Leading hip-hop producer sits down with Akai Pro to talk business, technology, and the industry.
The Alchemist is a hip-hop producer who has produced for many of hip-hop's leading artists in the 2000s, and has been hailed as “one of the top producers in the game.” Whether or not you know his name, chances are, you know his work on some of the biggest projects by name-brand artists. He produces with an MPC2500 and an MPC5000.
As a teenager, the Alchemist was half of the duo The Whooliganz and a member of rap collective The Soul Assassins, which included Cypress Hill and House of Pain. The Alchemist studied beat making with DJ Muggs of Cypress Hill and Evidence of Dilated Peoples.
After moving to New York, the Alchemist produced Mobb Deep, Pharoahe Monch, Royce da 5'9, Fat Joe, Defari, Freddy Foxxx, Ludacris, Big Daddy Kane, and Ghostface Killah, and even rock acts Linkin Park and Morcheeba. In 2004 the Alchemist released his first solo full-length, 1st Infantry, which, besides featuring his own beats, also had him rapping alongside Nas, Stat Quo, the Game, Lloyd Banks, Mobb Deep, and Dilated Peoples. In 2005, the Alchemist toured with Eminem as his DJ on the Anger Management 3 tour.
The Alchemist plans to release an ambitious three new albums in 2009. He is also currently serving as the music producer of the tenth installment of the Grand Theft Auto video game. He shared his background and his views on the current state production with us.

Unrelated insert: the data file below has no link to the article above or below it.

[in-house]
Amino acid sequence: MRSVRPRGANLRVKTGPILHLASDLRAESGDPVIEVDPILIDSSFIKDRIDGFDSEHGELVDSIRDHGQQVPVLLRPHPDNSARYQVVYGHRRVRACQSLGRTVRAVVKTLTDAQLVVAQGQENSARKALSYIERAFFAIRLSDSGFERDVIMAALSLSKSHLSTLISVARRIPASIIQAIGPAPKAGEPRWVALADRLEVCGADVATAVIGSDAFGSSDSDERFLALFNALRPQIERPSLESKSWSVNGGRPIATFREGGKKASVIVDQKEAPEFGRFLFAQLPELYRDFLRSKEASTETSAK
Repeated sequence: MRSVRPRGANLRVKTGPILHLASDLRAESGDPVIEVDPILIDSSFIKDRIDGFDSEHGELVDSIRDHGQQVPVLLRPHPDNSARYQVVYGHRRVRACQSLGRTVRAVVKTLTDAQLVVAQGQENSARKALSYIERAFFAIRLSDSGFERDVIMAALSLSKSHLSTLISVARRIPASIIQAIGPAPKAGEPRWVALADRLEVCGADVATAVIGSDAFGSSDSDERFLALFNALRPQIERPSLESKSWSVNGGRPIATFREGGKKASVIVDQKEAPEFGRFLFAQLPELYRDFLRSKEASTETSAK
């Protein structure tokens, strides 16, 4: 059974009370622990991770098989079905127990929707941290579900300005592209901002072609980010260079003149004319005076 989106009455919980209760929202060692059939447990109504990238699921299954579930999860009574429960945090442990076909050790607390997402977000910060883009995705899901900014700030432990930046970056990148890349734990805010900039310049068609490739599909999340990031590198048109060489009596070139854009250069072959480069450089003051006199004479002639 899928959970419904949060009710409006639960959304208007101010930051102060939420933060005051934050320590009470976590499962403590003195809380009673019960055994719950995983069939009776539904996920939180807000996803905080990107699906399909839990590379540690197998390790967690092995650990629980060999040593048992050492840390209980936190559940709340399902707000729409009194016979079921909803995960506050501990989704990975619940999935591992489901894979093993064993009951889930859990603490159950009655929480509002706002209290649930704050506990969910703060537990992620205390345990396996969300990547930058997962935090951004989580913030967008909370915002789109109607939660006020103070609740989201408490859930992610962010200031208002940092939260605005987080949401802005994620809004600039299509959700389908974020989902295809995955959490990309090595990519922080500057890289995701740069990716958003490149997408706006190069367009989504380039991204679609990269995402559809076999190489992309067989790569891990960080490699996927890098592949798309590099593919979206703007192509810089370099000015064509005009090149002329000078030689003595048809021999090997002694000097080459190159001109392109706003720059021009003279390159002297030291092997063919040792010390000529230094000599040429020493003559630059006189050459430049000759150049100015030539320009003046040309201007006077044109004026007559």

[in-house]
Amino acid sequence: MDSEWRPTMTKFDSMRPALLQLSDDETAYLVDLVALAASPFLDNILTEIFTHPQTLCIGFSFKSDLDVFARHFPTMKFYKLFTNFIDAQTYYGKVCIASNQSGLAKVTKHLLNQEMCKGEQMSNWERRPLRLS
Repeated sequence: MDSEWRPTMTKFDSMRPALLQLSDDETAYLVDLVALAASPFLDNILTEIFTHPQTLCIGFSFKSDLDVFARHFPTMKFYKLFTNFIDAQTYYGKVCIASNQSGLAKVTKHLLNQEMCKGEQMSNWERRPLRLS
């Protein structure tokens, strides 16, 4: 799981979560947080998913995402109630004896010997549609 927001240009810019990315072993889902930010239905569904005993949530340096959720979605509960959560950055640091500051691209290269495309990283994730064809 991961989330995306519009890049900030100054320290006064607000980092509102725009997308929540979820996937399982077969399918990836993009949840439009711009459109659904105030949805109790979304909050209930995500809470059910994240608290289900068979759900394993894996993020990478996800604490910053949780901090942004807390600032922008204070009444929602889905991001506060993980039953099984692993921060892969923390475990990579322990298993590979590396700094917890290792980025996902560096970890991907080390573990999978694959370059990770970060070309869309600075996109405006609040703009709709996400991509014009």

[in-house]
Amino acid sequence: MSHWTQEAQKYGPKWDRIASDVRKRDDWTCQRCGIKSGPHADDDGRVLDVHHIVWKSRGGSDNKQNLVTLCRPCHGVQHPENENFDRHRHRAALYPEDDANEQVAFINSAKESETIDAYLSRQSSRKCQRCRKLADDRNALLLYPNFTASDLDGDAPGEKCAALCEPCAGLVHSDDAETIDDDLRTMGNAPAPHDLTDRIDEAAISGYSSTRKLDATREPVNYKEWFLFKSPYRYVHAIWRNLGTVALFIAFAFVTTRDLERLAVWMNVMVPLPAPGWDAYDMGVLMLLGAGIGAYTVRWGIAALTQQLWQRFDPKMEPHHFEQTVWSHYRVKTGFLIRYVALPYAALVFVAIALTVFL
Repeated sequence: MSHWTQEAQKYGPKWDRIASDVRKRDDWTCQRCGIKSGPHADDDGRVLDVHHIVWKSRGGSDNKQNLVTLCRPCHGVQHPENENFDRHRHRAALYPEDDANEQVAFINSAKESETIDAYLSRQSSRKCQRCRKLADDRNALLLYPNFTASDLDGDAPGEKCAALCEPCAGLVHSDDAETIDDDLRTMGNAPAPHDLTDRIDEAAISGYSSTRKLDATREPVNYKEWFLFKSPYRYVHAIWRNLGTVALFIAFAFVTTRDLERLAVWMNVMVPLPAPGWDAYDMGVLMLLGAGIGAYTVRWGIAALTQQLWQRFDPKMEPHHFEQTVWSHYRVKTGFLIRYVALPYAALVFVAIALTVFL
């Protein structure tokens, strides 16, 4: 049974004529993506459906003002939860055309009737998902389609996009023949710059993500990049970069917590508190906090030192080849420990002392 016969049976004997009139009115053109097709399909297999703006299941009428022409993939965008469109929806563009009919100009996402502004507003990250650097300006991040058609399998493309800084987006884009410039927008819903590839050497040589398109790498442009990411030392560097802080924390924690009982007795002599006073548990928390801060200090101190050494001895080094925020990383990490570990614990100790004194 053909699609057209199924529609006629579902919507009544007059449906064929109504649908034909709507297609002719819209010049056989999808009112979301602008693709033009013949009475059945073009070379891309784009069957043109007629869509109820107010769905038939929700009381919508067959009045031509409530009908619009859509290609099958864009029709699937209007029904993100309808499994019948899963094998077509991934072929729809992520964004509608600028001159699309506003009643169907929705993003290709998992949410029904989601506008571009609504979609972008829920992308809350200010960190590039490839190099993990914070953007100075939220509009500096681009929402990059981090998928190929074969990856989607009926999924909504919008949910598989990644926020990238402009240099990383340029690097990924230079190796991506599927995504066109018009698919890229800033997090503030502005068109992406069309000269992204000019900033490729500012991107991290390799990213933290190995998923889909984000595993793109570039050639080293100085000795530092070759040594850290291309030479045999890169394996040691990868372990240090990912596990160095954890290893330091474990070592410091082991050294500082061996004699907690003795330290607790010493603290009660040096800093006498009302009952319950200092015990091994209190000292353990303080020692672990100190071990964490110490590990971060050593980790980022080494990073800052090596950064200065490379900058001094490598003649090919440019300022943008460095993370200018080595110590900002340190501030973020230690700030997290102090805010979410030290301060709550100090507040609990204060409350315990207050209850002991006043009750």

Akai: Where did you get your name?
The Alchemist: From a friend of mine who is into music; he was a rapper. He put a twist on my name, Al, because I had an interest in the scientific side of music and how it is put together. I discovered the meaning in the book “The Alchemist.” The metaphor made a lot of sense. I read the book after I got my name. Anyone who reads that book will find it inspiring.
Akai: When did you first get into music?
TA: I was into it from my induction into earth but I really started around 13 when I started messing around. I was writing raps, using turntables trying to scratch. I remember my first beats were like pause tapes. I’d record like one bar off a record and dub it and make a loop with it. Just messing around. I had an ear for music and just took it far.
Akai: What was your first MPC?
TA: The MPC3000, which was loaned to me by a friend. I guess I wasn’t ready yet but I loved the sound coming out of it. All my favorite producers used it. My first beats were on the [Ensoniq] ASR10 keyboard. I discovered you can get more busy to make rhythms with the [MPC] pads than with the keys because its feel is more like a drum.
Akai: What has the MPC5000 brought to the scene that made producing better for you? Were you able to use it on your upcoming release, Chemical Warfare?
TA: Yes. The thing about it is so crazy to me is the sound inside. I guess for the first time ever, the synth sounds really got me. The warmth and the quality and the way you can adjust sounds similar to a Moog or other analog instrument. You know when I’d start twisting knobs I started making sounds that are really unique.
I feel like my creativity is way iller with the 5000. Prior to this I’d sample [to create] all my beats but this machine encourages me to make stuff, not with just samples. I mean, if you know what you’re doing to can make stuff that sounds just like samples. Some of my favorite ones [were made with the MPC5000’s virtual analog synthesizer] too because the sonicness of it, it’s like it almost sounds like it uses more of the speaker, you now what I mean?